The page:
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0 points
Submitted by CharliD
about 7 years

Loops vs iterators: I don't get the difference

So far we’ve learned one way to repeat an action in Ruby: using loops. As is often the case in Ruby, however, there’s more than one way to accomplish a given task. In this case, it’s also possible to repeat an action using an iterator.

An iterator is just a Ruby method that repeatedly invokes a block of code. The code block is just the bit that contains the instructions to be repeated, and those instructions can be just about anything you like!

The simplest iterator is the loop method.

I don’t get the difference. What makes an iterator not a loop and vice versa?

Answer 52954953548c350dba0007b5

4 votes


The difference is quite subtle indeed. Both loops and iterators are used to repeat a chunk of code. Loops are an ancient idea, they existed long before computers did. Almost every programming language has some kind of loops. Iterators are relatively new, and they only exist in a few languages such as Ruby.

Loops are both powerful and dangerous: it’s too easy to break your program by producing a so called infinite loop, if you fail to ensure that the termination condition (the one that must be true so the loop stops) really occurs. For instance, I was trying to count from a number (that the user entered) to 100 in steps of 10:

number = gets.chomp.to_i    
while number != 100
  puts number += 10

Do you see the problem? If the user types in 5, we have an infinite loop. Oops. OK, this is really easy to fix (just change the loop condition to be number < 100 instead), but you get the point. An infinite loop is impossible if we use an iterator instead:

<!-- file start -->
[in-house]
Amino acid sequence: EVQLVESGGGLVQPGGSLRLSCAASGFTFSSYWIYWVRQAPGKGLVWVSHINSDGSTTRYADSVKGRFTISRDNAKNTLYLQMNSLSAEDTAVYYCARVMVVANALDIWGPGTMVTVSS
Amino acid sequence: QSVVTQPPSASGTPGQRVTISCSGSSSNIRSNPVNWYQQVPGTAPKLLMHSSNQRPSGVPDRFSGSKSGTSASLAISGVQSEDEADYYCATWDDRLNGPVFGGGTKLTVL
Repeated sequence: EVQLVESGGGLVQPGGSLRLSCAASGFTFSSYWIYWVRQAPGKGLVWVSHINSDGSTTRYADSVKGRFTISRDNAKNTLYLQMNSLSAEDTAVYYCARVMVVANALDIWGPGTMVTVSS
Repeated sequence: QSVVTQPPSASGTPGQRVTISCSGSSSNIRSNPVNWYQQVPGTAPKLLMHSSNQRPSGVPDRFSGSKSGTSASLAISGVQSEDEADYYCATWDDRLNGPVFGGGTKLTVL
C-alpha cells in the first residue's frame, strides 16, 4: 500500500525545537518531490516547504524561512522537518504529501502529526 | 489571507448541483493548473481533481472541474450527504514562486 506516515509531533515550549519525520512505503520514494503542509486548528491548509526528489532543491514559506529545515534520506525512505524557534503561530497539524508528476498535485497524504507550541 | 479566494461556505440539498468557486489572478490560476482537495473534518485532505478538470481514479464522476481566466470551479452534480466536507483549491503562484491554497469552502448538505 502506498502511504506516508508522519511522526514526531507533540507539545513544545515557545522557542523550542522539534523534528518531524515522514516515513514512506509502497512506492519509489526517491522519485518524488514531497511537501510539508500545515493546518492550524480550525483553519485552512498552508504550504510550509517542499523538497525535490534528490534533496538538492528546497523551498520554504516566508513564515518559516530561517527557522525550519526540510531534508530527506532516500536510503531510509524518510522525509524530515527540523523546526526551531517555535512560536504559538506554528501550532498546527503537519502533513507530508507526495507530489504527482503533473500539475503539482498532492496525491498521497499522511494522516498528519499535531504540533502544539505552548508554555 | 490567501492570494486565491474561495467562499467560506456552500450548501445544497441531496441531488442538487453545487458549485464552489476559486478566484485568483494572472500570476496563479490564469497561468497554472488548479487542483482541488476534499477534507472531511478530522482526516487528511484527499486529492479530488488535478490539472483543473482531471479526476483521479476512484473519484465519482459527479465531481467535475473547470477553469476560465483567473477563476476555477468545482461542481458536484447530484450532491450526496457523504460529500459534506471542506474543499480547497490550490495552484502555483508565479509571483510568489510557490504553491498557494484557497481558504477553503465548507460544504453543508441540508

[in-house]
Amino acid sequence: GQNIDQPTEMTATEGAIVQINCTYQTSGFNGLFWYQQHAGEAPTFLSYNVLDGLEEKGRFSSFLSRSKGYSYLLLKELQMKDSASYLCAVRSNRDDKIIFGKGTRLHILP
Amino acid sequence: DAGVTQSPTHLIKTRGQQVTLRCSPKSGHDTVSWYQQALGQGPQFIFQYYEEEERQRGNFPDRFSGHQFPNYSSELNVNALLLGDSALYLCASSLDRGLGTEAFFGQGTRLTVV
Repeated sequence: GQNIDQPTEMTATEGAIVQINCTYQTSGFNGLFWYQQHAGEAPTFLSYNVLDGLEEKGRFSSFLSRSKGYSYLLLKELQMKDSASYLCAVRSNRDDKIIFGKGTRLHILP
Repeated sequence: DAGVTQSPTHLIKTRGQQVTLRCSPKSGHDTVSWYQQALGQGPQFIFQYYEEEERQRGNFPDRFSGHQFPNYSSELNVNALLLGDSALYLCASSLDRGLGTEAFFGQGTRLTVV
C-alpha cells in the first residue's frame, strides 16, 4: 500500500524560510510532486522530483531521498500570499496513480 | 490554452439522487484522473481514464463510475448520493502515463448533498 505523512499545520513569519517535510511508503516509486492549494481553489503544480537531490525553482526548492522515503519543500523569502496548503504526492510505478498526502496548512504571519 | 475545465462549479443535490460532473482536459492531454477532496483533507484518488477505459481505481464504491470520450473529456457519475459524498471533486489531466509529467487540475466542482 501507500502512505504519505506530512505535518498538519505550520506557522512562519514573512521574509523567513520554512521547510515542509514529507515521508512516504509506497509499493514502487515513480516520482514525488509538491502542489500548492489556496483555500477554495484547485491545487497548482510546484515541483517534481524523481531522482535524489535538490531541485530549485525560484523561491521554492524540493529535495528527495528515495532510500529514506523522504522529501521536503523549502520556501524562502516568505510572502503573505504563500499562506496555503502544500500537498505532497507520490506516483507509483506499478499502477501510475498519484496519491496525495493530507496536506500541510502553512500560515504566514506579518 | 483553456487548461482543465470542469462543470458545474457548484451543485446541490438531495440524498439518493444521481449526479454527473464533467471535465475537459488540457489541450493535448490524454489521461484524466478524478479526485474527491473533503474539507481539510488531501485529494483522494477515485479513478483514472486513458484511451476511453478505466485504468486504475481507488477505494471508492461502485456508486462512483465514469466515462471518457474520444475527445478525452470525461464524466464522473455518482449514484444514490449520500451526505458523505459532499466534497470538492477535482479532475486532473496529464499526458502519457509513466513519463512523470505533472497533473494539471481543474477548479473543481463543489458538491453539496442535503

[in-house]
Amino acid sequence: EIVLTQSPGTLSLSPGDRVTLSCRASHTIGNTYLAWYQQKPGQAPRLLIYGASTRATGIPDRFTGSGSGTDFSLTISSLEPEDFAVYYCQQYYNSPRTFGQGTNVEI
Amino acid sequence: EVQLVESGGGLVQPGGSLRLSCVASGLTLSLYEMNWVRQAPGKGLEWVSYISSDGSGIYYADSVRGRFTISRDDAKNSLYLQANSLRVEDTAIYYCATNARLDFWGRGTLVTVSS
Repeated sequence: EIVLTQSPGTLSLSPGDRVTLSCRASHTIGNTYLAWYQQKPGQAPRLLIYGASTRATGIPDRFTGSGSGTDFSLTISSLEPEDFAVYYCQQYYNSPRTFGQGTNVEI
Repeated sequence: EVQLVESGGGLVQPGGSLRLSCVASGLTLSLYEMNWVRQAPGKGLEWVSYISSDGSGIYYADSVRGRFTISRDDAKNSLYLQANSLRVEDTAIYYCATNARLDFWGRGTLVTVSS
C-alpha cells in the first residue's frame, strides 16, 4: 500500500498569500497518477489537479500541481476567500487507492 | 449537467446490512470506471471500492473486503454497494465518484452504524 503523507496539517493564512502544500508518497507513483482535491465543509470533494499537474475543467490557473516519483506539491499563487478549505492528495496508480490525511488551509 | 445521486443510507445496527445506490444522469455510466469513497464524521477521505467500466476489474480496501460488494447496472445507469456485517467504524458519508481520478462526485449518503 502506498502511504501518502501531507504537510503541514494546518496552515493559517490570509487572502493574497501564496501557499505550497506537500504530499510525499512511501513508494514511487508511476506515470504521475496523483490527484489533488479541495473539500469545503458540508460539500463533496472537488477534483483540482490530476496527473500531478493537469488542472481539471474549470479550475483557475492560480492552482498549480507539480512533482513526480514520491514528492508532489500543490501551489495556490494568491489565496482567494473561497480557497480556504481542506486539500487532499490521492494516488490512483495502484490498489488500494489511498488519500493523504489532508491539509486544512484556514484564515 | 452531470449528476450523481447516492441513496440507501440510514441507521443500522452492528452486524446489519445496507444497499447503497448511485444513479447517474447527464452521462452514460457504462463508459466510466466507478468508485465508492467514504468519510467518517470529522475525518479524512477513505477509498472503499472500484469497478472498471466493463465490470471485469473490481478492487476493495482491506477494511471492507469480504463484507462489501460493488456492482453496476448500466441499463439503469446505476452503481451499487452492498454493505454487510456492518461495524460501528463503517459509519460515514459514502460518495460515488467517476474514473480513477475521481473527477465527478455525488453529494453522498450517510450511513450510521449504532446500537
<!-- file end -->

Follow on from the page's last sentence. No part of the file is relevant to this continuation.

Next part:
(number..100).step(10).each {|n| puts n}

But that’s not the only good thing about iterators. They also allow you to write more expressive, clutter-free code. Because they abstract away from the nitty-gritty details of a loop. Compare by yourself:

# loop               vs.           iterator

i = 0                              5.times do
while i < 5                         
  puts "hello"                       puts "hello"
  i += 1
end                                end

Both pieces of code perform exactly the same task. But which one is easier to write, read, and to understand?

Similarly, with each, the perhaps most famous iterator of all:

words = ["one", "two", "three", "four"]

# loop               vs.           iterator

i = 0                              words.each do |w|
while i < words.length                         
  puts words[i]                      puts w
  i += 1
end                                end

Lastly, you can define custom iterators for your special looping needs, and Ruby provides some cool built-in ones:

list = "a b c d e f g h i j".split(" ")
# => ['a','b','c','d','e','f','g','h','i','j']

list.each_slice(3) do |group|
  puts group.join ""

# prints abc, def, ghi, j

Try to do the same with a while loop and you’ll see how great it is to have iterators.

3117 points
Submitted by Alex J
about 7 years


CharliD about 7 years

Thanks again! I’m not as advanced as being able to understand all the examples yet, but this does clear up my question rather well.